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What The Nevada Bundy Mistrial Means For Public Lands

John Locher
AP Images
Ammon Bundy, left, hugs is aunt Lillie Spencer outside of a federal courthouse Wednesday, Dec. 20, 2017, in Las Vegas.

The federal government case against Nevada rancher Cliven Bundy came to a screeching halt Wednesday. The federal judge trying the case declared a mistrial.

The jury was dismissed in the trial of Cliven Bundy, his sons Ryan and Ammon and Montana militia leader Ryan Payne after their 2014 standoff with BLM agents in Nevada. Judge Gloria Navarro faulted federal prosecutors for not turning over evidence to defense attorneys, including records about how law enforcement agents conducted themselves during the standoff.

“I think it sets back a lot of work – that however slow – is sort of bringing people together to try to reduce the rhetoric and solve some problems on the ground,” says John Freemuth with the Andrus Center for Public Policy.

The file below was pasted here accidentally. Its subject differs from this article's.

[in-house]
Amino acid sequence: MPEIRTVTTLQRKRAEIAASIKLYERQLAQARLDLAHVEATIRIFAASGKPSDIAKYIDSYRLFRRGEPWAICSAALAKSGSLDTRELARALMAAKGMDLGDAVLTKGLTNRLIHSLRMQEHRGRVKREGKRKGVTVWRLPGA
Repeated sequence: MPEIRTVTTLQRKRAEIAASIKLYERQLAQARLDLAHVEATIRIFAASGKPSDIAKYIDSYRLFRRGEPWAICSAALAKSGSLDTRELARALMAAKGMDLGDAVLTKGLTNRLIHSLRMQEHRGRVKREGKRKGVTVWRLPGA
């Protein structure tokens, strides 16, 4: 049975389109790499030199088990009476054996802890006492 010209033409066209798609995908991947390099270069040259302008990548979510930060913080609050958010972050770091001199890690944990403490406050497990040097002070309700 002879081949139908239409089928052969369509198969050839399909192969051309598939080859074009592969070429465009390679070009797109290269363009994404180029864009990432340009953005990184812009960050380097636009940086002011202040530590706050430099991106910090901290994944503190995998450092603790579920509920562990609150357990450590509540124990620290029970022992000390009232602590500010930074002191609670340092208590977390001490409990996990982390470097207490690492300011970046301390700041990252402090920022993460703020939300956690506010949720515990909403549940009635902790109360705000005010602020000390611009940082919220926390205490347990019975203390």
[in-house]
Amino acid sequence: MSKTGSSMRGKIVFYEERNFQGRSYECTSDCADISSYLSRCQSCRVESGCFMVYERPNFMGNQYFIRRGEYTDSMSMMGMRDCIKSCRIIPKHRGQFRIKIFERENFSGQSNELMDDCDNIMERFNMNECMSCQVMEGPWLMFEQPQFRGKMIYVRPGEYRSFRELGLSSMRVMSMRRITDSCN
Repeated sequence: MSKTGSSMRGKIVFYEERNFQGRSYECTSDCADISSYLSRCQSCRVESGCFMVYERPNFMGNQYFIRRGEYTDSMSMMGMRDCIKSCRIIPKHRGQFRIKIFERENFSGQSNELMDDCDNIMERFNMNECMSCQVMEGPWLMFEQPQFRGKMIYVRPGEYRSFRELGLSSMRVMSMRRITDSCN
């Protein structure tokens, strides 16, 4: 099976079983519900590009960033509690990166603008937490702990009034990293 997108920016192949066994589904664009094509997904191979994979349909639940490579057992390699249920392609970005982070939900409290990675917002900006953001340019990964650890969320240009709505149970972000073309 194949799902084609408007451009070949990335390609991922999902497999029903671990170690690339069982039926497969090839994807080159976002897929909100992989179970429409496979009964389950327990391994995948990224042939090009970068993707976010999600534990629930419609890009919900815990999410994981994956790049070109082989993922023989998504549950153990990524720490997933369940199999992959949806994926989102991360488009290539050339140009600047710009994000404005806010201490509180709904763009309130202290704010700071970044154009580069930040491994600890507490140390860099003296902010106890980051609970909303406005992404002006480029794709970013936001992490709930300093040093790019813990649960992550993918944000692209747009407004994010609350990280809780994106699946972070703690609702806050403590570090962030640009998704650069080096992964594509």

He says the mistrial jeopardizes years of collaborative work in the region between ranchers, public land managers and environmental groups. But Freemuth says it also illustrates how important personalities are in these high stress confrontations between the people who manage the land and the ranchers who depend on it for their livelihoods.

“You had a bad relationship between at least one BLM law enforcement ranger and that sheriff, and the director of BLM was brand new when that happened. In terms of analyzing – not the legal part but the socioeconomic part – this was an accident waiting to happen it looks like.”

The four men were charged with 15 felony counts including assault, obstruction and extortion. The Nevada mistrial follows a whistleblower memo from a BLM investigator released last week which alleges bias and misconduct among federal staff before the 2014 confrontation.

Find reporter Frankie Barnhill on Twitter @FABarnhill

Copyright 2017 Boise State Public Radio

Frankie Barnhill was the Senior Producer of Idaho Matters, Boise State Public Radio's daily show and podcast.

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